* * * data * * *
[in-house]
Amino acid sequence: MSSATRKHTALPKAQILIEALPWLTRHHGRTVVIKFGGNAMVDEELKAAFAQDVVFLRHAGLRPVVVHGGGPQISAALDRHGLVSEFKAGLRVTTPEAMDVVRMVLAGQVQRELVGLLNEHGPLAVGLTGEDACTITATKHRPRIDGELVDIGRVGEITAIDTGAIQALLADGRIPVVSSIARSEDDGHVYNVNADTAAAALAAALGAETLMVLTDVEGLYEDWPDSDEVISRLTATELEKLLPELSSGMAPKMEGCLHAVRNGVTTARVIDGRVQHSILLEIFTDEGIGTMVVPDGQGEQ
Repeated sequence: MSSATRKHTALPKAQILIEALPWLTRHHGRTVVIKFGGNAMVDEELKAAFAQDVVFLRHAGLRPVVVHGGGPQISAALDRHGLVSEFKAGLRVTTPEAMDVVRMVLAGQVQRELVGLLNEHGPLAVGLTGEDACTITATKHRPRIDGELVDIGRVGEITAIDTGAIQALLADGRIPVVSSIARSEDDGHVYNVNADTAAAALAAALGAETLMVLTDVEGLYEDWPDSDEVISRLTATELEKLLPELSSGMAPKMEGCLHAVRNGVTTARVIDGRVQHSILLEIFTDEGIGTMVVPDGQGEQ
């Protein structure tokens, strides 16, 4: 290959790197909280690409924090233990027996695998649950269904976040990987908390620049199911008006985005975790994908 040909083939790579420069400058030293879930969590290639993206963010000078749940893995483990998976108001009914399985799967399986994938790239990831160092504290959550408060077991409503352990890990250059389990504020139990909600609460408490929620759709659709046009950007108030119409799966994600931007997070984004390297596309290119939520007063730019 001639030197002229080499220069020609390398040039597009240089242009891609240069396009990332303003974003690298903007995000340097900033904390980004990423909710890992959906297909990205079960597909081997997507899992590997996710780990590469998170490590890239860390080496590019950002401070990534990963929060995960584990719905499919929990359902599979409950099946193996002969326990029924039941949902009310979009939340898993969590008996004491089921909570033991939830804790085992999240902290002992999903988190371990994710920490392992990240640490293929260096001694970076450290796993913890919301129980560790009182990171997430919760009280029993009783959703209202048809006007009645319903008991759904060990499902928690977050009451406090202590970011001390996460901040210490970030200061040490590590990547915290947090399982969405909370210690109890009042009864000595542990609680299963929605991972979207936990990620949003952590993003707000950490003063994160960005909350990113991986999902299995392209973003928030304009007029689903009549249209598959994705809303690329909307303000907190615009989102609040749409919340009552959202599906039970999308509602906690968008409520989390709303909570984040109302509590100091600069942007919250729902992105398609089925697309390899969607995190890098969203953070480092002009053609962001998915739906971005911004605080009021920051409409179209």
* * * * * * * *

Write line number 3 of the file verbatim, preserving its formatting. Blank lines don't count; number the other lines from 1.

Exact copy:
Repeated sequence: MSSATRKHTALPKAQILIEALPWLTRHHGRTVVIKFGGNAMVDEELKAAFAQDVVFLRHAGLRPVVVHGGGPQISAALDRHGLVSEFKAGLRVTTPEAMDVVRMVLAGQVQRELVGLLNEHGPLAVGLTGEDACTITATKHRPRIDGELVDIGRVGEITAIDTGAIQALLADGRIPVVSSIARSEDDGHVYNVNADTAAAALAAALGAETLMVLTDVEGLYEDWPDSDEVISRLTATELEKLLPELSSGMAPKMEGCLHAVRNGVTTARVIDGRVQHSILLEIFTDEGIGTMVVPDGQGEQ